Methodical Maguire ends Zhao’s Crucible hopes: “The game plan unfolded perfectly”
Stephen Maguire felt his game plan worked to perfection after defeating Zhao Xintong to reach the World Championship quarter-finals.
The Maverick is through to the last eight at the Crucible for the seventh time after wrapping up an impressive 13-9 victory over this season’s UK Championship and German Masters winner.
Maguire dominated proceedings to commence the final session with a commanding 11-5 lead, and held his nerve despite a brief fightback from Zhao.
The Scotsman certainly gained the upper hand in the tactical department, generally limiting his opponent and not allowing him too many opportunities to settle into his exciting natural rhythm.
Two-time semi-finalist Maguire also felt his greater levels of experience were crucial against the 25-year-old, who was making his first appearance in Sheffield as a seed.
“I just wanted to keep him tight. He’s never experienced the first to 13; he’s never experienced the barrier coming up,” he said.
“The Crucible’s a horrible place when the other guy’s beating you up or keeping you out. It worked out that way. He didn’t play his brilliant best, which was good for me.
“It was just lucky for me that it worked out exactly how I wanted it to.
“I’m not going to out-pot Zhao; I knew that from start to finish. I thought ‘keep him in the long grass and hopefully, the long fancy shots don’t go in’.
“I thought it was going to be tough for him to pot them all over the first to 13.
“I had a game plan at the start of the match, and I think it unfolded perfectly from my position.”
Maguire’s victory seemed all the more impressive given he opted to switch cues following his first-round win over Shaun Murphy.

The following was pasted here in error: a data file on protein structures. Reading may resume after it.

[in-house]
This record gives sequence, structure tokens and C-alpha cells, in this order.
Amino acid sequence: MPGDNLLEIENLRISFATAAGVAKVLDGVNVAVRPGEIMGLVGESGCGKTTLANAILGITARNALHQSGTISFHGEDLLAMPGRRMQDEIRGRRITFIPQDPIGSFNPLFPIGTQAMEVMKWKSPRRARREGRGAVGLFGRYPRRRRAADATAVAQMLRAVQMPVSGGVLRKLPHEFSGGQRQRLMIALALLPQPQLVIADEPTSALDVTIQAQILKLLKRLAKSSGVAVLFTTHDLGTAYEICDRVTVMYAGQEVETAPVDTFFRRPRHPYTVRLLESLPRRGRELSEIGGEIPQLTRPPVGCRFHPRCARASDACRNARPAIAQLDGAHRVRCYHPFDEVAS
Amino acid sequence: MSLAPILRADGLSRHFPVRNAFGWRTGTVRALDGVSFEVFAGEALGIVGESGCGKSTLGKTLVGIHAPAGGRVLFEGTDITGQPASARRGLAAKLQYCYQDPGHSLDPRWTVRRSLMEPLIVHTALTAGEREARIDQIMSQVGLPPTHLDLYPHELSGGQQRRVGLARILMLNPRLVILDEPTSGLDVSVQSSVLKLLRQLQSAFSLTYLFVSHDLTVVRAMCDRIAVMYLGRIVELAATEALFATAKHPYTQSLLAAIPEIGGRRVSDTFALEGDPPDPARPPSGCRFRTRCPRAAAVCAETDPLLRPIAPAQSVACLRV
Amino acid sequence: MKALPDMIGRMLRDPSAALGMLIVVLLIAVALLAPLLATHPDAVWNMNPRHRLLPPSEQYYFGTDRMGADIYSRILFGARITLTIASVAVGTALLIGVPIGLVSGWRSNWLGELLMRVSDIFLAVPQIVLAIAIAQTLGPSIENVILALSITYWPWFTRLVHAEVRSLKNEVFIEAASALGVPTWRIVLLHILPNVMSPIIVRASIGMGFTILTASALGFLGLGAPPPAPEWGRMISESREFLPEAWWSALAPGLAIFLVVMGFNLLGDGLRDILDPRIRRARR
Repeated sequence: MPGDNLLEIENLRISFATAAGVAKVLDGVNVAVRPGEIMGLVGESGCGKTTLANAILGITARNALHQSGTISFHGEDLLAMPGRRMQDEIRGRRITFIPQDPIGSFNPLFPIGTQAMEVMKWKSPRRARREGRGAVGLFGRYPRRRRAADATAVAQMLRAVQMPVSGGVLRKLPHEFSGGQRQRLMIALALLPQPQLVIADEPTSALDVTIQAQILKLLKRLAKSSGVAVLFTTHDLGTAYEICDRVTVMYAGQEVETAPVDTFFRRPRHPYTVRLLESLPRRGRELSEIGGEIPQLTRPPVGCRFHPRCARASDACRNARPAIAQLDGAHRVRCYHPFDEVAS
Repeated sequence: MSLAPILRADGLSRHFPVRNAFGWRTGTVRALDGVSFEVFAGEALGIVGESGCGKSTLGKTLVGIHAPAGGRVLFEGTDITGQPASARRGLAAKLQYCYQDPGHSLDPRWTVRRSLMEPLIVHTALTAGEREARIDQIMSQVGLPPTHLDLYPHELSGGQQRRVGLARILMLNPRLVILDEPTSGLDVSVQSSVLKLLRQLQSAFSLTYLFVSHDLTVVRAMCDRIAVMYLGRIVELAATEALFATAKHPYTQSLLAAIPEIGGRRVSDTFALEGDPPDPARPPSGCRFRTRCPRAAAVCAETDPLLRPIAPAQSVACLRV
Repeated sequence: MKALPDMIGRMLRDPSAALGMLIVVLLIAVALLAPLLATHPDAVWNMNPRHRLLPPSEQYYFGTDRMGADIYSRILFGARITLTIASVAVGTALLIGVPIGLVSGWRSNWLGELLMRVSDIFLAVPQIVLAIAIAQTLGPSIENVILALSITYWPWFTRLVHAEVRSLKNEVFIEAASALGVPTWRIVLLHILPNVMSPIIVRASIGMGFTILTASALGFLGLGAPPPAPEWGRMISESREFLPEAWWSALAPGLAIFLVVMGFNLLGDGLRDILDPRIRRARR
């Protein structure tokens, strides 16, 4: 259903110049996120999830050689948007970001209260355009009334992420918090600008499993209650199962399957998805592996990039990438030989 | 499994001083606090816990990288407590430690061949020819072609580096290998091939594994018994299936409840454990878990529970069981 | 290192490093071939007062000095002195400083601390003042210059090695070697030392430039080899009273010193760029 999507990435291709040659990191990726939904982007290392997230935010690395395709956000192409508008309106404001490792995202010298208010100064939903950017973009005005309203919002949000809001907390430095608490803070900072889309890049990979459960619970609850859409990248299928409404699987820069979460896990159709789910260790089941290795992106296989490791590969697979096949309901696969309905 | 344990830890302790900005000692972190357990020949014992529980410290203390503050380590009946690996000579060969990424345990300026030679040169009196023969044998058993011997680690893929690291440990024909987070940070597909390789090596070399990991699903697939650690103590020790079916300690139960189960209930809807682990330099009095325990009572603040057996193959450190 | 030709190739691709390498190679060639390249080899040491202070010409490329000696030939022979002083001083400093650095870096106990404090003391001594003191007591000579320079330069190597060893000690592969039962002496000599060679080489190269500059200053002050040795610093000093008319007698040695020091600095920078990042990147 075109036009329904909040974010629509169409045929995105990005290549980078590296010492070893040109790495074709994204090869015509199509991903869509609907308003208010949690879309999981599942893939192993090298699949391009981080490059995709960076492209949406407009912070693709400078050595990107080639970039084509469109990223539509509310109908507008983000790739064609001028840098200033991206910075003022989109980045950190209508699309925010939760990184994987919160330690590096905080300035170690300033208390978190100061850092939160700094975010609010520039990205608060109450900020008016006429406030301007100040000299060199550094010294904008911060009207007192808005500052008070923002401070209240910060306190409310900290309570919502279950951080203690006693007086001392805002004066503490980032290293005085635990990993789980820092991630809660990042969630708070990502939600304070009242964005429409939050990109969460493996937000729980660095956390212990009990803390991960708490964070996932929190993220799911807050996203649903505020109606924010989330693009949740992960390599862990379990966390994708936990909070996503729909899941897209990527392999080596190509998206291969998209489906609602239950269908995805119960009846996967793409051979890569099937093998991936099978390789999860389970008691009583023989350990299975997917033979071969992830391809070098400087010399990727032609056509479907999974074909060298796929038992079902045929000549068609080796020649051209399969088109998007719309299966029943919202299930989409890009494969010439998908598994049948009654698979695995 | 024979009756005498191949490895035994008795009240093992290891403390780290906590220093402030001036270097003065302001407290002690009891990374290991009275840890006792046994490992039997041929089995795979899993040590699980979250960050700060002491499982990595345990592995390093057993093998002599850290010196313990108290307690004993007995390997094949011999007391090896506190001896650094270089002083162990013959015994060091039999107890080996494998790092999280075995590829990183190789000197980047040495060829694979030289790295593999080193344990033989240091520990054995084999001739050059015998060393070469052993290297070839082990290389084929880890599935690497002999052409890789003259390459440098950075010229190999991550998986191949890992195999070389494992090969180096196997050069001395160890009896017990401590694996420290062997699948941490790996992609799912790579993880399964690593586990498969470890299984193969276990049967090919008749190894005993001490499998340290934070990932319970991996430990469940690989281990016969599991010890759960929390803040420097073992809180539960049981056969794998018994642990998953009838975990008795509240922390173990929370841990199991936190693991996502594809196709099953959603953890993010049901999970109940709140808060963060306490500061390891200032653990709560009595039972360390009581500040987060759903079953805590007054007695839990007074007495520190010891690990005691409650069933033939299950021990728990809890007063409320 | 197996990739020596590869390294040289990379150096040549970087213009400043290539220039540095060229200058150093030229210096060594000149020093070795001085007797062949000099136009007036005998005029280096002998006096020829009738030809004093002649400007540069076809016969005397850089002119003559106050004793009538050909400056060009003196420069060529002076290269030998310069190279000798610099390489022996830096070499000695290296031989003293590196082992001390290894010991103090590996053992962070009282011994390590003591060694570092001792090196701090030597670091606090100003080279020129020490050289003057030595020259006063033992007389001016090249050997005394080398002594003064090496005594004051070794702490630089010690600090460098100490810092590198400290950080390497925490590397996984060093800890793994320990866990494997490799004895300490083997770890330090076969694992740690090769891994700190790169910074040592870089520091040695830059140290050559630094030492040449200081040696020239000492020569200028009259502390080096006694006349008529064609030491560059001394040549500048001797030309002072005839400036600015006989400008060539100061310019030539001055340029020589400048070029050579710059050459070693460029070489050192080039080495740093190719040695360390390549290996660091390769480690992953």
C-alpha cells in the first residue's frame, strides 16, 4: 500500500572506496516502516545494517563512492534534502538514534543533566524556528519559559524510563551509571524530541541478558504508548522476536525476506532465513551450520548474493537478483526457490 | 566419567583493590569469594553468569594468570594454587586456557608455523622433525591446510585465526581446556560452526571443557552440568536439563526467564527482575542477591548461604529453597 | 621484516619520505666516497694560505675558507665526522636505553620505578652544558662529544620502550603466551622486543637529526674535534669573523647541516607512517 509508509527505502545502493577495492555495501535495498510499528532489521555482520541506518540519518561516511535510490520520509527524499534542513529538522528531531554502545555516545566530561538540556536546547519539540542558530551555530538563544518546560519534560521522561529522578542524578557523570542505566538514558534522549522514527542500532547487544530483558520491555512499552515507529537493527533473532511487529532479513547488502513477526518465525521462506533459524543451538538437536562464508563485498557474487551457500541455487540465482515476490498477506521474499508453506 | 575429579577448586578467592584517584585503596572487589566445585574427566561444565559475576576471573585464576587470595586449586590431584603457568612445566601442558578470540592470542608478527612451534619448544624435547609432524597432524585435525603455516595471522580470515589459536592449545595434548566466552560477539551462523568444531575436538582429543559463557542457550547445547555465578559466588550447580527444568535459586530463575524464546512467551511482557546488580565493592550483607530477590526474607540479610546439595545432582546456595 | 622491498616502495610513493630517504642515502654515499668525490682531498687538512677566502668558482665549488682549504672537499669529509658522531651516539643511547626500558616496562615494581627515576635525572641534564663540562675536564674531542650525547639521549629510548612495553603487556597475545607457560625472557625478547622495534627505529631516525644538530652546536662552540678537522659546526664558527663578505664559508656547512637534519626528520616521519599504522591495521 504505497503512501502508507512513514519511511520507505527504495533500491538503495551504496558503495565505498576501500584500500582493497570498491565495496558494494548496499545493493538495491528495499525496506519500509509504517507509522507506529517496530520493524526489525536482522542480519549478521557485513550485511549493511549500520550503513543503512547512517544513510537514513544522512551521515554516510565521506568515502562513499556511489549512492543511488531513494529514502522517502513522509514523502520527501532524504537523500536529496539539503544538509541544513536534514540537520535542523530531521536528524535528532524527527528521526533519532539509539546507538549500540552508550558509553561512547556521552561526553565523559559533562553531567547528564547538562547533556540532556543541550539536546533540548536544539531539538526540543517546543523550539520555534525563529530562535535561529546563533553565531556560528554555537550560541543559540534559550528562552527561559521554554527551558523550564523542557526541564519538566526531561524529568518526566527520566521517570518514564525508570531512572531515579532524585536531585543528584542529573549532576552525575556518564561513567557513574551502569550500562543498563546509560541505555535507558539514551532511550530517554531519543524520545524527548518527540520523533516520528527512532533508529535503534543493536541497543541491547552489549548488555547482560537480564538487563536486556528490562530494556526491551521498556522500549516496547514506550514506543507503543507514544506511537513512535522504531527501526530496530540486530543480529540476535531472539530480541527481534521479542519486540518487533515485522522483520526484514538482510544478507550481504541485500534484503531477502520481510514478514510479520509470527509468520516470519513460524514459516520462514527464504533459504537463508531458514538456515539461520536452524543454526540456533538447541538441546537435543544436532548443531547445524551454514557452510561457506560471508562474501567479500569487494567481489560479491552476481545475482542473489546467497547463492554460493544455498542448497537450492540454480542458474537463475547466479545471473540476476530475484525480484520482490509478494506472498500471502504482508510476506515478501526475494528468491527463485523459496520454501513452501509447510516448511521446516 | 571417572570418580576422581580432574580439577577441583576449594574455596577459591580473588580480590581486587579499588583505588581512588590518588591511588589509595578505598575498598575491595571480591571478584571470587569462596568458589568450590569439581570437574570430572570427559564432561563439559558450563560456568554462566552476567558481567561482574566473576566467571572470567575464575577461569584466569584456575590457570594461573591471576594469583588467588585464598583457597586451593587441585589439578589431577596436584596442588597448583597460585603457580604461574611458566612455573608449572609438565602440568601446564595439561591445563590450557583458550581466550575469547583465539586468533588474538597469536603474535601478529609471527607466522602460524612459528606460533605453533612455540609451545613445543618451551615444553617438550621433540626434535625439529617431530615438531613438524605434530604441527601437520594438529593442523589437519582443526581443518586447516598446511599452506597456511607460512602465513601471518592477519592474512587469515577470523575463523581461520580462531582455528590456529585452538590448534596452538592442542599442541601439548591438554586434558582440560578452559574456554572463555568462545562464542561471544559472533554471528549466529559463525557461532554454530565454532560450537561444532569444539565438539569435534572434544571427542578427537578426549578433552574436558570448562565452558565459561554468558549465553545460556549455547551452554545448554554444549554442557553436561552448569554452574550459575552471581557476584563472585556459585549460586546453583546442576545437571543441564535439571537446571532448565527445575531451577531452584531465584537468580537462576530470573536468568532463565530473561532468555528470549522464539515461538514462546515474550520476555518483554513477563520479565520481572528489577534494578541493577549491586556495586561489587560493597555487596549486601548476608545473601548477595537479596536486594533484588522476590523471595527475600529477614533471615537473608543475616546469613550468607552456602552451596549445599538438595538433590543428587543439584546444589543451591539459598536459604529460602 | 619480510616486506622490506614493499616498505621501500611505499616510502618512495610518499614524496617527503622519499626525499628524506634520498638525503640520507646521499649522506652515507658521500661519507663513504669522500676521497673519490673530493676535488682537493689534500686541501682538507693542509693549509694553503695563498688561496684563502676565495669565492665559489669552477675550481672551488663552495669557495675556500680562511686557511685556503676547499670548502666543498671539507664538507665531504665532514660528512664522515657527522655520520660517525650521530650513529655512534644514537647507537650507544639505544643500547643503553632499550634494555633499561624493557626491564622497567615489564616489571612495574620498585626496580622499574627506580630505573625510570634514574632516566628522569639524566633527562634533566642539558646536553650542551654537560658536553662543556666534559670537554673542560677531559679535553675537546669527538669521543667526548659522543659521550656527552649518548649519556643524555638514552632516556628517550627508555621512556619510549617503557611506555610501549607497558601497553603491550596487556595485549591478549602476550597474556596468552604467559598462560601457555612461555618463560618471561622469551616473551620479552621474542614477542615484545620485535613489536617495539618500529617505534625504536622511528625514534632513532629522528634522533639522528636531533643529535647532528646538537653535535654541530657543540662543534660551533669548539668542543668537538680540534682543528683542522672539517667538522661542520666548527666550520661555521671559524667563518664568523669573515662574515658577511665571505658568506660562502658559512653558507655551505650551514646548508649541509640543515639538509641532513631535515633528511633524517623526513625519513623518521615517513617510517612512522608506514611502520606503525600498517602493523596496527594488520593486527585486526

But while the change may be significant to others, the six-time ranking event winner insists it does not make too much difference overall.
“When I played Shaun, I was rubbish. I went back up to Glasgow and made up my mind that I wasn’t coming down with that cue because I felt like I had no chance in the second round,” he added.
“I borrowed my mate’s cue, had a couple of days of practise with it and liked it. It seems like a good move.
“Any professional snooker player that says they can’t change their cue is off their head more than me! Of course, they can change their cue.
“The amount of snooker balls we did day in day out, 100 per cent that wood weakens. If you play every day, after about six years your cue loses power anyway.
“I know a few professionals who’ve had cues for 25 years, but I bet they’re rubbish.”
Meanwhile, Yan Bingtao established a 9-7 lead over reigning champion Mark Selby, with the pair due to conclude their clash on Saturday evening.
The Masters winner hit breaks of 101 and 91 to go 8-5 ahead and although Selby responded with runs of 132, 64 and 131, he crucially took the final frame of the morning session.
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